In recent years, environmental sustainability has finally received the large-scale attention it deserves. While it’s true that governments and large corporations have the most power to create substantial changes, it’s still important to make eco-conscious decisions in our everyday lives, as well. For instance, shopping more sustainably at the grocery store is a great place to start. Between 30 and 40 percent of the U.S. food supply is wasted, meaning it goes uneaten. Yes – that’s right, 30 to 40 percent! So, if you’re hoping to make more sustainable choices at the grocery store, but you aren’t quite sure where to start, here’s some expert advice to get you started on the right path.
Pack reusable bags.
Remember to pack your reusable bags every time you head to the grocery store. By bringing your own bag, you are helping to decrease pollution caused by plastic that isn’t easily degradable. Another pro-tip that goes hand-in-hand with this one: it’s also important to wash them between uses. Now, if you forget your reusable bags, opt for paper bags over plastic — buying more reusable bags that you don’t actually need will just create more waste in the end.
Plan big shopping trips.
Even if you have the time to grocery shop every other day, it’s probably not the best choice. Especially with the pandemic still in our midst, it’s best to shop less frequently. Looking at the eco-conscious side, the less frequent your trips to the store, the less gas you use. When people shop less, they are more likely to shop in bulk, which means there’s less packaging to throw away or recycle. Now, for some people, shopping once or twice a month maybe feasible, while for others, once a week might be more realistic.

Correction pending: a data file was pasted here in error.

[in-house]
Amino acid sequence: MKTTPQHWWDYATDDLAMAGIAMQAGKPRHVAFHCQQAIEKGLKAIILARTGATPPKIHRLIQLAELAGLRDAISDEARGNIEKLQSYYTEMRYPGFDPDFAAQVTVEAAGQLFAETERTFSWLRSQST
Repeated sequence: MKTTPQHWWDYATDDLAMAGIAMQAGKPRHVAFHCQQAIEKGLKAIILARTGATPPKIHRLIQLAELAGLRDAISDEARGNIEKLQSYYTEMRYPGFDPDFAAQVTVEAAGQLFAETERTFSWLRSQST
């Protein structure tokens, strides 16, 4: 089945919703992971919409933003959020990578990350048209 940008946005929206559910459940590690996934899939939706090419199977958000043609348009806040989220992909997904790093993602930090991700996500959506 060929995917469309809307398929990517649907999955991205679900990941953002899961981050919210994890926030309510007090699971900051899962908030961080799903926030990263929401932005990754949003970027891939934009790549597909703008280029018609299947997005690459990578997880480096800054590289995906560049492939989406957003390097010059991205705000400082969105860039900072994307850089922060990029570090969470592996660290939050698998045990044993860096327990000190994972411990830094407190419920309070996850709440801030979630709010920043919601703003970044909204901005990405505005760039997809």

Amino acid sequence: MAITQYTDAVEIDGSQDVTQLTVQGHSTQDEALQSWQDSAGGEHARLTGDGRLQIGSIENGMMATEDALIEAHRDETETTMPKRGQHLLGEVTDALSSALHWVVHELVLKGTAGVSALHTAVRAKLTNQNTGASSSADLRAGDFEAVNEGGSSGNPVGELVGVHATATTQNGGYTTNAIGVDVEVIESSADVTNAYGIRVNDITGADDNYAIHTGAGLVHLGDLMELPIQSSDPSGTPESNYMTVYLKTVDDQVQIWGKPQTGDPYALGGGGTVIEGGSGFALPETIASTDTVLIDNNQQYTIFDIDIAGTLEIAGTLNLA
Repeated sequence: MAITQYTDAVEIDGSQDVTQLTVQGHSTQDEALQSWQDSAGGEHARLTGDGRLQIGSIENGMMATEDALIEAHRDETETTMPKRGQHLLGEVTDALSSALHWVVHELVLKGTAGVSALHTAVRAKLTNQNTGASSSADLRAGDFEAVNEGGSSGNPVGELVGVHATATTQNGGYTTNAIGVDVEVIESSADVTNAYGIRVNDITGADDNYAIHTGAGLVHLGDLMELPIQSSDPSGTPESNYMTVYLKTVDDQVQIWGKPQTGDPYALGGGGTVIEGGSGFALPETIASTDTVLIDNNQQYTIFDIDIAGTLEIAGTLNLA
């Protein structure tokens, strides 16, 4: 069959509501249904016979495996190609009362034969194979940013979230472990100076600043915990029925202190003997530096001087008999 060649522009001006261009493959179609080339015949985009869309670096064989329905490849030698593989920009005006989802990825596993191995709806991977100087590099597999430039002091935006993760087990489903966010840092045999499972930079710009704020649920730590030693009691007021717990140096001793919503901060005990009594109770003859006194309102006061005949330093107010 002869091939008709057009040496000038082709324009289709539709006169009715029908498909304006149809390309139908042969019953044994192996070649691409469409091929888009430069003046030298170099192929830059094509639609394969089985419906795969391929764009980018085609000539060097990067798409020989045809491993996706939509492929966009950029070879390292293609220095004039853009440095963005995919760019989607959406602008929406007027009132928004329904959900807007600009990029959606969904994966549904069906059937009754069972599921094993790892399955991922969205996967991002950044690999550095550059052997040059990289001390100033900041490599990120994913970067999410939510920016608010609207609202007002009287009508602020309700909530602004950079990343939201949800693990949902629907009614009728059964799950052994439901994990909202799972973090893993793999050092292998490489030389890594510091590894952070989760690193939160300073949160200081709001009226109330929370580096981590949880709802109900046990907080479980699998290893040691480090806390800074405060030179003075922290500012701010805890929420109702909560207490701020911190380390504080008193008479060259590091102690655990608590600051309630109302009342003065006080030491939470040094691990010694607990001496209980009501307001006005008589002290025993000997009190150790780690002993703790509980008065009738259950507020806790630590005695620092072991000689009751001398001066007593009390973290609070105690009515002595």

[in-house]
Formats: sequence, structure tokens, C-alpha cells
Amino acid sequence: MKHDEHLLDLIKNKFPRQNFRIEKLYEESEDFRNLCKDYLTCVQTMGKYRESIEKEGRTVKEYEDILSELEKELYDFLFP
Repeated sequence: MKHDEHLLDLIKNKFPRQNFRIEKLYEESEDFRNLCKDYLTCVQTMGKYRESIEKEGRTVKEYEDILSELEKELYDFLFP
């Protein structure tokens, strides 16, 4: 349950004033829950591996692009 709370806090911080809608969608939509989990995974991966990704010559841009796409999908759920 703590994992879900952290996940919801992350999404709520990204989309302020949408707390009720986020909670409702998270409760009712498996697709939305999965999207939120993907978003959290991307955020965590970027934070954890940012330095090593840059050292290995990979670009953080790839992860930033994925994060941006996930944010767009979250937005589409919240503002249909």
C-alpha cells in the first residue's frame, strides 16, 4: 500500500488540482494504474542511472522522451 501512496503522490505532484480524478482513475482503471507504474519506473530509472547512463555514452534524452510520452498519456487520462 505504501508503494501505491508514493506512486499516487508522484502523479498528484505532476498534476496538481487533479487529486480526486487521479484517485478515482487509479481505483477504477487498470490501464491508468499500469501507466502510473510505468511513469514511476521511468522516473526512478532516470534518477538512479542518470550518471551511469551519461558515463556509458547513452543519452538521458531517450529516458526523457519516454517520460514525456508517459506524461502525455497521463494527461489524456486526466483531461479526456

Shift to plant-based foods.
You don’t have to go totally plant-based, but replacing some of the meat in your diet can help the planet. Plant-based foods are more sustainable because they have much less of an impact on the ecological system, as opposed to animal products. Not only do plant-based foods take less water to produce, but they also emit less methane and carbon dioxide – two harmful greenhouse gases – during production. Not to mention, livestock takes up a lot of space and can encroach on the natural habitat.
Fruits and vegetables that are locally grown are particularly good choices when you're trying to shop sustainably since they will travel shorter distances to your plate. Look for “locally grown” tags on produce at the grocery store or seek out pop-ups, farmers’ markets, or local food co-ops. The same goes for nuts and seeds. Sunflower seeds might be a good choice if you live in the Midwest since this is primarily where they grow. Likewise, pecans might be the better choice for those living in the South to enjoy sustainably.
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